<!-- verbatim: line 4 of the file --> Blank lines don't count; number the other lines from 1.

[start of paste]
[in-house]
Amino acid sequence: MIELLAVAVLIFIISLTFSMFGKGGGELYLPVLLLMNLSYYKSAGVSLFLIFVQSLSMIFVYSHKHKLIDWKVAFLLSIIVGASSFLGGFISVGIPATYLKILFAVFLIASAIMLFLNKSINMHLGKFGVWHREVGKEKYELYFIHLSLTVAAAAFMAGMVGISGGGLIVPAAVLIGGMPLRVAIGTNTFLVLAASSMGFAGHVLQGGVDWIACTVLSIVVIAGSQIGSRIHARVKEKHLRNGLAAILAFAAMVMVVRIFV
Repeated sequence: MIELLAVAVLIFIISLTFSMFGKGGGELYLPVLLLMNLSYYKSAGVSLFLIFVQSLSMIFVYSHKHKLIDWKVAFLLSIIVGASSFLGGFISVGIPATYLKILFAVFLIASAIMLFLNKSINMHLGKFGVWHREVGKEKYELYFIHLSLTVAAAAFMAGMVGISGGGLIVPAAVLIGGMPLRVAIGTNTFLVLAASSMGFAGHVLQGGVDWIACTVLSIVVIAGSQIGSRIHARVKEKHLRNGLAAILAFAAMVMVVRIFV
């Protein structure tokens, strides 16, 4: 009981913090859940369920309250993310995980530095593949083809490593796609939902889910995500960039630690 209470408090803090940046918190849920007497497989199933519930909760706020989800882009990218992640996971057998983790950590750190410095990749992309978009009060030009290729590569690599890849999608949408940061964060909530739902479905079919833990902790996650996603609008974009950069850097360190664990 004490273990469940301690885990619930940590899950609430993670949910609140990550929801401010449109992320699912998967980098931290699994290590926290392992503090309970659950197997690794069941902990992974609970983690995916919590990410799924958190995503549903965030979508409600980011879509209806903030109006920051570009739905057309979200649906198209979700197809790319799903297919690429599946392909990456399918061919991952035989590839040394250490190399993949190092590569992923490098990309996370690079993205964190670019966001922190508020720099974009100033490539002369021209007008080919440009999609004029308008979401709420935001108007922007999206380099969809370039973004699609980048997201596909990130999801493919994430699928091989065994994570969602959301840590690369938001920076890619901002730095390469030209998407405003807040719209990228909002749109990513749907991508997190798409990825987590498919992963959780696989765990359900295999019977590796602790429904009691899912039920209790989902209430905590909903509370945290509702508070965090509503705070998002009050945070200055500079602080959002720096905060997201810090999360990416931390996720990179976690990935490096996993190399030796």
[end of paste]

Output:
């Protein structure tokens, strides 16, 4: 009981913090859940369920309250993310995980530095593949083809490593796609939902889910995500960039630690 209470408090803090940046918190849920007497497989199933519930909760706020989800882009990218992640996971057998983790950590750190410095990749992309978009009060030009290729590569690599890849999608949408940061964060909530739902479905079919833990902790996650996603609008974009950069850097360190664990 004490273990469940301690885990619930940590899950609430993670949910609140990550929801401010449109992320699912998967980098931290699994290590926290392992503090309970659950197997690794069941902990992974609970983690995916919590990410799924958190995503549903965030979508409600980011879509209806903030109006920051570009739905057309979200649906198209979700197809790319799903297919690429599946392909990456399918061919991952035989590839040394250490190399993949190092590569992923490098990309996370690079993205964190670019966001922190508020720099974009100033490539002369021209007008080919440009999609004029308008979401709420935001108007922007999206380099969809370039973004699609980048997201596909990130999801493919994430699928091989065994994570969602959301840590690369938001920076890619901002730095390469030209998407405003807040719209990228909002749109990513749907991508997190798409990825987590498919992963959780696989765990359900295999019977590796602790429904009691899912039920209790989902209430905590909903509370945290509702508070965090509503705070998002009050945070200055500079602080959002720096905060997201810090999360990416931390996720990179976690990935490096996993190399030796």